Editor’s Letter: A Personal Touch
I recently had two experiences as a consumer that initially left me less than satisfied. In one instance the perishable products I bought were prematurely spoiled and in the other it was completely void of the actual advertised product.
Seeing as I’m not Donald Trump and generally like to get what I paid for, I contacted both of the companies with my complaints. After a little bit of back and forth on details, both companies promised to send me compensatory coupons for free replacements of their products.
That would have been enough for me, but when the coupons arrived they included a handwritten note that apologized for my inconvenience, assured me they were looking into the issues and invited me to contact them at any time in the future should problems arise.
In an age of electronic communication, I found the fact that they took the time to hand write the note to be an impressive gesture. While I would have continued to buy their product anyway, going the extra step and personalizing the experience went on to seal the deal for me.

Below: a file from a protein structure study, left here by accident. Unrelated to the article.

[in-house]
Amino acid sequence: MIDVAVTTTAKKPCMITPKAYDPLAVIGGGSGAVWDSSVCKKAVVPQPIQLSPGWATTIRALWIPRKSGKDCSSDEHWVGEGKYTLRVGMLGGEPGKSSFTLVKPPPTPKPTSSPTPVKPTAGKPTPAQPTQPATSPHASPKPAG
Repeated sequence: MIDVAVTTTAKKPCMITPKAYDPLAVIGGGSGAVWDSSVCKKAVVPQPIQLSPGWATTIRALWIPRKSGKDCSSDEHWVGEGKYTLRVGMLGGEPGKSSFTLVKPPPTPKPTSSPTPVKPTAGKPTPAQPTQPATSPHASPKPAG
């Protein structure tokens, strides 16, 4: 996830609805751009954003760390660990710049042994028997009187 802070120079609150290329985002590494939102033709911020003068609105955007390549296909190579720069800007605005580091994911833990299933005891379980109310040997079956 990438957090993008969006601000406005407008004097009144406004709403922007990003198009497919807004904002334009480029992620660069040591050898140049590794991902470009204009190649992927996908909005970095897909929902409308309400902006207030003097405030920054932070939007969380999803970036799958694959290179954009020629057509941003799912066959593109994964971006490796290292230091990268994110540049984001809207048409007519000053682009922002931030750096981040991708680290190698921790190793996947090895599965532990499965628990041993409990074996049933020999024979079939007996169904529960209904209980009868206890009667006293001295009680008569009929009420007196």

What does this have to do with you? Everything, in some ways.
The key to great customer service and retention isn’t just righting a wrong, it’s letting the customer know that you care, that you’re always aiming to improve your product, that you see them as more than a number and that you provide something other stores can’t.
Sign the bottom of a receipt. Stick a note in a customer’s bag with a random coupon. Send out cards to people after an event to thank them for their business and learn the names of the faces you see in your store.
In today’s electronic world — and one full of purchasing options — you have to show them you have the personal touch, and it’s as simple as signing your name.